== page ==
On Wed, Jul 12, 2000 at 10:37:36AM -0400, Robin Hanson wrote:
> I'll grant this as a possibility, but counter than many people seem way
> too quick to assume that open source will take over. It is now only a
> small part of software, and an even smaller part of the other industries
> I mentioned, many of which have been around a lot longer.
I'm biased, because I'm an open source developer (even if only in
a small way). However, I wouldn't call 30% of the server market small!
Open source is also making in-roads in embedded systems. While most of
the software people _see_ is on their desktop running Windows, it's by
no means the largest chunk of the market; if nothing else, ponder what
your cash registers or car engine management systems or web servers
are running. We're now witnessing IBM getting evangelical about Linux,
as in combination with Java it offers a route to the sort of convergence
that SNA, OS/2 and so on were intended to bring about in the late 1980's
(with all of their platforms interoperating and talking to each other).
The thing is, we don't know where open source is going. We can see is
that it's come a very long way in the past decade; but looking back at,
say, the state of Linux, sendmail, and BIND in 1992 doesn't give us any
obvious pointers to the state of Linux, sendmail, and BIND in 2000.
Indeed, extrapolating those products from 1992 would give us a misleading
impression of what 2000 would be like.
The open source thing may sputter and fade, but then again, in fifty
years time we may look back on the commercial software industry as an
aberration that could only have existed during a period of extremely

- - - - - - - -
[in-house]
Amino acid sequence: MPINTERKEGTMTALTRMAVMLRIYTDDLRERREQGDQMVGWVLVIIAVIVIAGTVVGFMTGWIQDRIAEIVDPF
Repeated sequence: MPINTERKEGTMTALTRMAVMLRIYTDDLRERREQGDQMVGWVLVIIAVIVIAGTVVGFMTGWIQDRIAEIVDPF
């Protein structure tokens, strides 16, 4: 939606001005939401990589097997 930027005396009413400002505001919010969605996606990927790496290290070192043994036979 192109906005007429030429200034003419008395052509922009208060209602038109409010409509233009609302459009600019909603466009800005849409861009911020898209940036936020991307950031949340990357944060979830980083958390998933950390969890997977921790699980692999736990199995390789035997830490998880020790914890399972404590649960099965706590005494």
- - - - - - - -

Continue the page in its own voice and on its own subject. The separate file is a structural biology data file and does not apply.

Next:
rapid growth, new market development, and massive customer ignorance.
If it doesn't fizzle, then a whole new model for understanding how
resources are allocated under conditions of plenty will have emerged.
Or, to put it another way: our relationship to physical commodities is
determined by how easy it is to get more of them. As an open source guy,
I don't worry about buying software or paying license fees: I float in a
sea of the stuff, use whatever I need, and sometimes when my conscience
troubles me I give something extra back.
If nanotech designs work the same way ... we won't eliminate heavy
industry or big manufacturing companies: some enterprises will _always_
be needed to tackle projects where the risk of failure is such that
accountability is required -- airliners, for example, or the software
controlling radiation machines for cancer treatment.
But a lot of other types of enterprise will show up as concentrations
of power that don't actually add value to the new economy -- companies
who make and sell mass-produced desks, for example, or web browsers or
word processing software. These are essentially technologies that are
mature enough that teams of volunteers can produce effective, usable
designs (I'm thinking, for example, of the Konqueror web browser),
and where there's no critical requirement for accountability and
auditing because their use or misuse isn't life-threatening.
I'm not quite sure where the whole thing is going, but a wholesale
redefinition of our idea of what constitutes "added value" in consumer
goods is going to be part of it. Which suggests to me that our
working definitions of, say, capitalism (or socialism!) are going to
mutate considerably in the post-nanotech era.
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